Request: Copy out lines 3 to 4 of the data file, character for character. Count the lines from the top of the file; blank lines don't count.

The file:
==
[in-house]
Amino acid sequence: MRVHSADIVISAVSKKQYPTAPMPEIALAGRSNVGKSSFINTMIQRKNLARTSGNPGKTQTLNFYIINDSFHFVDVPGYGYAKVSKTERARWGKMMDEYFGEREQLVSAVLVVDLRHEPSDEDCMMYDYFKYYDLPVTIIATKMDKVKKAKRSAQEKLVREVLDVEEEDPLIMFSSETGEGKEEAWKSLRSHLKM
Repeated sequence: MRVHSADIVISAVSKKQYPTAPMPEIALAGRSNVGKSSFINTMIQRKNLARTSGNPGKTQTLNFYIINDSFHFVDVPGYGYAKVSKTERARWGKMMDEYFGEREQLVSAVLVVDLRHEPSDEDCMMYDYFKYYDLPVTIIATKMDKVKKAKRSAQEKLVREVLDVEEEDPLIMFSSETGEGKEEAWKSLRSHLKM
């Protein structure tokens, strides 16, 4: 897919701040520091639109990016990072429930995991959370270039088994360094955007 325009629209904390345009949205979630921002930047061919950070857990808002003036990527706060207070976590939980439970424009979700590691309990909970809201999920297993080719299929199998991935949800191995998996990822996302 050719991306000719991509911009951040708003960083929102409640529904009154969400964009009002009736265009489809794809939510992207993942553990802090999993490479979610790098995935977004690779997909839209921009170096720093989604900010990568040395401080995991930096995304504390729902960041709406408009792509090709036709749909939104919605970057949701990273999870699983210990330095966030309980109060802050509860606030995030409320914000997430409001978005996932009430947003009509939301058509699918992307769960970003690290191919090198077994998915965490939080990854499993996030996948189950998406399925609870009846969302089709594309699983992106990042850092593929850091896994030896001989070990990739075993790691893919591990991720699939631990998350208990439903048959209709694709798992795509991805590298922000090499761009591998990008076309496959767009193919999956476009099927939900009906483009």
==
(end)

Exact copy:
Repeated sequence: MRVHSADIVISAVSKKQYPTAPMPEIALAGRSNVGKSSFINTMIQRKNLARTSGNPGKTQTLNFYIINDSFHFVDVPGYGYAKVSKTERARWGKMMDEYFGEREQLVSAVLVVDLRHEPSDEDCMMYDYFKYYDLPVTIIATKMDKVKKAKRSAQEKLVREVLDVEEEDPLIMFSSETGEGKEEAWKSLRSHLKM
């Protein structure tokens, strides 16, 4: 897919701040520091639109990016990072429930995991959370270039088994360094955007 325009629209904390345009949205979630921002930047061919950070857990808002003036990527706060207070976590939980439970424009979700590691309990909970809201999920297993080719299929199998991935949800191995998996990822996302 050719991306000719991509911009951040708003960083929102409640529904009154969400964009009002009736265009489809794809939510992207993942553990802090999993490479979610790098995935977004690779997909839209921009170096720093989604900010990568040395401080995991930096995304504390729902960041709406408009792509090709036709749909939104919605970057949701990273999870699983210990330095966030309980109060802050509860606030995030409320914000997430409001978005996932009430947003009509939301058509699918992307769960970003690290191919090198077994998915965490939080990854499993996030996948189950998406399925609870009846969302089709594309699983992106990042850092593929850091896994030896001989070990990739075993790691893919591990991720699939631990998350208990439903048959209709694709798992795509991805590298922000090499761009591998990008076309496959767009193919999956476009099927939900009906483009």